Yaokwa, the Enawene Nawe people’s ritual for the maintenance of social and cosmic order, is integrated into their everyday activities over the course of seven months during which the clans alternate responsibilities: one group embarks on fishing expeditions throughout the area while another prepares offerings of rock salt, fish and ritual food for the spirits, and performs music and dance. The ritual combines knowledge of agriculture, food processing, handicrafts (costumes, tools and musical instruments) and the construction of houses and fishing dams.
Photo: UNESCO ICH / IPHAN
from the video Faces of Afro-Central Americans pt. 2 (youtube.com)
The African descended population of the countries of Central America, Belize, Guatemala, Honduras, El Salvador, Nicaragua, Costa Rica and Panama. One group was delivered largely in the sixteenth and seventeenth centuries to work in mines on the Pacific site of the area, and most lost their specific African identity over time and through custom. Their present day descendants speak Spanish. The other group had more diverse origins, but often had connections with England. One group arrived with a shipwrecked slave ship in the seventeenth century, the Miskito Sambu, another group were brought by English settlers on the Mosquito Coast and in Belize, a third group arrived from the island of St Vincent, deported by the English in 1797, the Garifuna, and another came in the late nineteenth and twentieth centuries from Jamaica, the Bay Islands, Cayman Islands and occasionally other English Caribbean colonies through labor schemes of the large American transportation and fruit growing concerns.
I took the opportunity to ask a question that I had forgotten earlier: are the Wannila-aththo really the descendants of the children of Kuveni and King Vijaya, an Indian prince believed to be the father of the Sinhala race?
“That is not true,” said the Nayaka Aththo. “Kuveni was of the Yaksha tribe, one of the tribes living on the island when Prince Vijaya arrived on its shores. We are descendants of the Yaksha tribe too. So while Kuveni is of our tribe, we didn’t descend from her. Our history dates back centuries before Kuveni and Vijaya. Our people have been living in this country for more than 125,000 years.”
Adivasi girl from Dhurwa standing in front of her hut - in a small village near Jagdalpur. Unfortunatelly her husband wasn’t present so she didn’t let us in.
Adivasi (tribal) people are indigenous population of India, that means they lived here even before it was colonized by Hindus. They keep their own tradition and beliefs, they also belong to different ethnic group than Hindu Indians.
For centuries (or rather thousands of years) they lived in forests, in complete or almost complete isolation from outside World. In recent times they situation is worsening, as with the growth of Indian population they are being deprived of their land.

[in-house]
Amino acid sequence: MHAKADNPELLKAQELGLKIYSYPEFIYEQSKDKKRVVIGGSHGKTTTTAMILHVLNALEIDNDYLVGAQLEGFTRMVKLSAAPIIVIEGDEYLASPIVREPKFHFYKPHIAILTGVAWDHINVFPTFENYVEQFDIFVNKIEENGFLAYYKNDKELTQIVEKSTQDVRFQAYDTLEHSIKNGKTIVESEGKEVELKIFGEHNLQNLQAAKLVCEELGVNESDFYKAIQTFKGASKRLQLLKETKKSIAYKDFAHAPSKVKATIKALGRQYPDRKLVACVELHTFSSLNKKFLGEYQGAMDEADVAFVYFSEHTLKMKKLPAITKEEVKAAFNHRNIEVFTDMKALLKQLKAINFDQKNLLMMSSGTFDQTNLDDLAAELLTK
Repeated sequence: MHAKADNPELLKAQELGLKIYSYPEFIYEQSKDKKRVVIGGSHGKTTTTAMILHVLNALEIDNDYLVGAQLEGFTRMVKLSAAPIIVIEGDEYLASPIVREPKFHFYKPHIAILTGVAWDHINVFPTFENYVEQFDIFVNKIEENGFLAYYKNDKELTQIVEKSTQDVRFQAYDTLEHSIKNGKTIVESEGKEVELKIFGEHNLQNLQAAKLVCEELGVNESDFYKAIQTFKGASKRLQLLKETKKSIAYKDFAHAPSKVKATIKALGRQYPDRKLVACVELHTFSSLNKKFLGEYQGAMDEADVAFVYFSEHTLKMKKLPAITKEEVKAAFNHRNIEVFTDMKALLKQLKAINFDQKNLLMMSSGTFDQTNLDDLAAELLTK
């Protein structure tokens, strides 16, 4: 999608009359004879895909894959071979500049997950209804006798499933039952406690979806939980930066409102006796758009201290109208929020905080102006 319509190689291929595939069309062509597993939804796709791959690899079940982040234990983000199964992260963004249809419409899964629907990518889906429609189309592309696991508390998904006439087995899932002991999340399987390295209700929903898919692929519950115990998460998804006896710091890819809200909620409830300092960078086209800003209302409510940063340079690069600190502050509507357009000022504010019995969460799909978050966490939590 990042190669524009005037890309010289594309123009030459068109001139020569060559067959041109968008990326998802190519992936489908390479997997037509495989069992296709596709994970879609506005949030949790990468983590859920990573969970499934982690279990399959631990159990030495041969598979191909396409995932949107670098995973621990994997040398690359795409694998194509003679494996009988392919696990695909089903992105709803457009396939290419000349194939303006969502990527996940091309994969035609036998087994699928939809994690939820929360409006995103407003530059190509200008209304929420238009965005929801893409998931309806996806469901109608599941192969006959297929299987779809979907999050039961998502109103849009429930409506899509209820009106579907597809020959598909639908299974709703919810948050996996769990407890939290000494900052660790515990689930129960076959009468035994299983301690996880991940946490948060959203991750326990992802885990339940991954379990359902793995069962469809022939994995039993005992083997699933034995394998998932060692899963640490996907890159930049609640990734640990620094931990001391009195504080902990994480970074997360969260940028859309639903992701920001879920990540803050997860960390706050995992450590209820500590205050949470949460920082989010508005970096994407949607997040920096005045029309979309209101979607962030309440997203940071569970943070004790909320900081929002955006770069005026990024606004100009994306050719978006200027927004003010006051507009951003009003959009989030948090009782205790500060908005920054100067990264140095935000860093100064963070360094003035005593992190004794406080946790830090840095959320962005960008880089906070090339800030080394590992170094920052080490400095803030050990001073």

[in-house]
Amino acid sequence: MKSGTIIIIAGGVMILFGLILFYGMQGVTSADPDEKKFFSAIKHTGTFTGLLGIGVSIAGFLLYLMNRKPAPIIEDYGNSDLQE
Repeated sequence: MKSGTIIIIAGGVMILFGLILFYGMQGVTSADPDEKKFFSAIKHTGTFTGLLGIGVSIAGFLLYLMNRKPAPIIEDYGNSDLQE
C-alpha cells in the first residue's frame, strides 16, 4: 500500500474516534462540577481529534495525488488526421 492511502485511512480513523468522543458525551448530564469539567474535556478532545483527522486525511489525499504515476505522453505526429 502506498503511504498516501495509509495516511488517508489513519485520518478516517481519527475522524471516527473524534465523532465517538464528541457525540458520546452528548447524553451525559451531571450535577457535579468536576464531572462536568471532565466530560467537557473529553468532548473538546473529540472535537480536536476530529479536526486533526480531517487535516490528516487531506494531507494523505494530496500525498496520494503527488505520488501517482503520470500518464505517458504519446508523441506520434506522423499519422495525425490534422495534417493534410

Currently their status in the Indian society is similar to this of dalits (“untouchables”), that means very low.
Photo: Antoni Mysliborski
In many parts of the Americas today, there are still people of African Negritic racial backgrounds who continue to exist either blended into the larger African-Americas population or are parts of separate, indigenous groups living on their own lands with their own unique culture and languages.
One such example is the Washitaw Nation who owned about one million square miles of the former Louisiana Territories, (see www.Hotep.org), but who now own only about 70,000 acres of all their former territory. The regaining of their lands from the U.S. was a long process which concluded partially in 1991, when they won the right to their lands in a U.S. court.
The Black Californian broke up as a nation during the late 1800’s after many years of war with the Spanish invaders of the South West, with Mexico and with the U.S. They blended into the Black population of California and their descendants still exist among the millions of Black Californians of today.
The Black Caribs or Garifunas of the Caribbean Islands and Central America fought with the English and Spanish from the late fifteen hundreds up to 1797, when the British sued for peace. The Garifuna were expelled from their islands but they prospered in Central America where hundreds of thousands live along the coasts today.
The Afro-Darienite is a significant group of pre-historic, pre-columbian Blacks who existed in South America and Central America. These Blacks were the Africans that the Spanish first saw during their exploration of the narrow strip of land between Columbia and Central America and who were described as “slaves of our lord” since the Spaniards and Europeans had the intention of enslaving all Blacks they found in the newly discovered lands.
The above mentioned Blacks of pre-columbian origins are not Blacks who mixed with the Mongoloid Indian population as occurred during the time of slavery. They were Blacks who were in some cases on their lands before the southward migrations of the Mongoloid Native Americans. In many cases, these Blacks had established civilizations in the Americas thousands of years ago.
(via Race and History)
Also, some reading that would be helpful is Ivan Van Sertima’s “They Came Before Columbus” (which is available for free.99 on scribd.com)